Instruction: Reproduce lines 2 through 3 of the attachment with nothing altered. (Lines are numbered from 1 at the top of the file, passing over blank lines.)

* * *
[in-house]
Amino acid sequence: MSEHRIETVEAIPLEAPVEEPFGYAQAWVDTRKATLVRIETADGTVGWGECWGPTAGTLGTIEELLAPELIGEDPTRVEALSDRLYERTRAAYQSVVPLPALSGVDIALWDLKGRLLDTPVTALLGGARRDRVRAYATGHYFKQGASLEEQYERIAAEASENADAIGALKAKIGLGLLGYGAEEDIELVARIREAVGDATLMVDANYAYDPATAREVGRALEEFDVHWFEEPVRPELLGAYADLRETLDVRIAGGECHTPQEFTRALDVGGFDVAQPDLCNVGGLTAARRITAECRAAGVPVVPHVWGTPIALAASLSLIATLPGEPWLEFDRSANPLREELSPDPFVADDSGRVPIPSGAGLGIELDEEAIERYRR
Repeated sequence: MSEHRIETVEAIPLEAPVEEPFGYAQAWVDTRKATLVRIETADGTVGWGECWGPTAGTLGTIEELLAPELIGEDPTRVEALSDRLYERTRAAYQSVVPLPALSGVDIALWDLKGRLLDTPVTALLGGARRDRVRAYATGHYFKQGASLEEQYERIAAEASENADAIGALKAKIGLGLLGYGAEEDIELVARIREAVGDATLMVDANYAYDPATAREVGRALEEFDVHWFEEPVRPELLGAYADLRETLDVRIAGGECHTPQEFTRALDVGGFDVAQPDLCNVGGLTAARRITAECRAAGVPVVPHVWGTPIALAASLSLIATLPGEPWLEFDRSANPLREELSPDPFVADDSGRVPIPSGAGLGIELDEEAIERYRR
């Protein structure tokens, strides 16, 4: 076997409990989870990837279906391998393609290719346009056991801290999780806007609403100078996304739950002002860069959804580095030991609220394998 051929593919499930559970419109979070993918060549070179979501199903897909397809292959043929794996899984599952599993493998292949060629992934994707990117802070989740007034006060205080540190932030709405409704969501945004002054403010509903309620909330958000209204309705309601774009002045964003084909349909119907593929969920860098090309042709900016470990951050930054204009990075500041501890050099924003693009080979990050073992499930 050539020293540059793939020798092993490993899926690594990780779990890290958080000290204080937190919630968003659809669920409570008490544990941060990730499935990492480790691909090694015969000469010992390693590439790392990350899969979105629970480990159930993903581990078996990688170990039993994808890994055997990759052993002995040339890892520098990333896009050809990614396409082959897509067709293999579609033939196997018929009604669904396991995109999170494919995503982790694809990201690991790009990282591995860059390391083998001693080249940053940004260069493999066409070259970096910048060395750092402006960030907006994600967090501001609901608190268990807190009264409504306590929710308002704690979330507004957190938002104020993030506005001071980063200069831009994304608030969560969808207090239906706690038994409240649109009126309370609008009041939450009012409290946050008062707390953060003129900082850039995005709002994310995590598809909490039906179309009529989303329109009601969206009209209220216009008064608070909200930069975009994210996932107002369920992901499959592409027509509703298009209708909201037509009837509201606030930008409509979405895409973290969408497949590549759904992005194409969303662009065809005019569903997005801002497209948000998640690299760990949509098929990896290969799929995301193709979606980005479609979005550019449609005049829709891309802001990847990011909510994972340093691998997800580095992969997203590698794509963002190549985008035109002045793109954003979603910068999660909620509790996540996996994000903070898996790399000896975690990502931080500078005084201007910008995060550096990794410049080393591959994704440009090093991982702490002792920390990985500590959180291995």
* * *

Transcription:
Amino acid sequence: MSEHRIETVEAIPLEAPVEEPFGYAQAWVDTRKATLVRIETADGTVGWGECWGPTAGTLGTIEELLAPELIGEDPTRVEALSDRLYERTRAAYQSVVPLPALSGVDIALWDLKGRLLDTPVTALLGGARRDRVRAYATGHYFKQGASLEEQYERIAAEASENADAIGALKAKIGLGLLGYGAEEDIELVARIREAVGDATLMVDANYAYDPATAREVGRALEEFDVHWFEEPVRPELLGAYADLRETLDVRIAGGECHTPQEFTRALDVGGFDVAQPDLCNVGGLTAARRITAECRAAGVPVVPHVWGTPIALAASLSLIATLPGEPWLEFDRSANPLREELSPDPFVADDSGRVPIPSGAGLGIELDEEAIERYRR
Repeated sequence: MSEHRIETVEAIPLEAPVEEPFGYAQAWVDTRKATLVRIETADGTVGWGECWGPTAGTLGTIEELLAPELIGEDPTRVEALSDRLYERTRAAYQSVVPLPALSGVDIALWDLKGRLLDTPVTALLGGARRDRVRAYATGHYFKQGASLEEQYERIAAEASENADAIGALKAKIGLGLLGYGAEEDIELVARIREAVGDATLMVDANYAYDPATAREVGRALEEFDVHWFEEPVRPELLGAYADLRETLDVRIAGGECHTPQEFTRALDVGGFDVAQPDLCNVGGLTAARRITAECRAAGVPVVPHVWGTPIALAASLSLIATLPGEPWLEFDRSANPLREELSPDPFVADDSGRVPIPSGAGLGIELDEEAIERYRR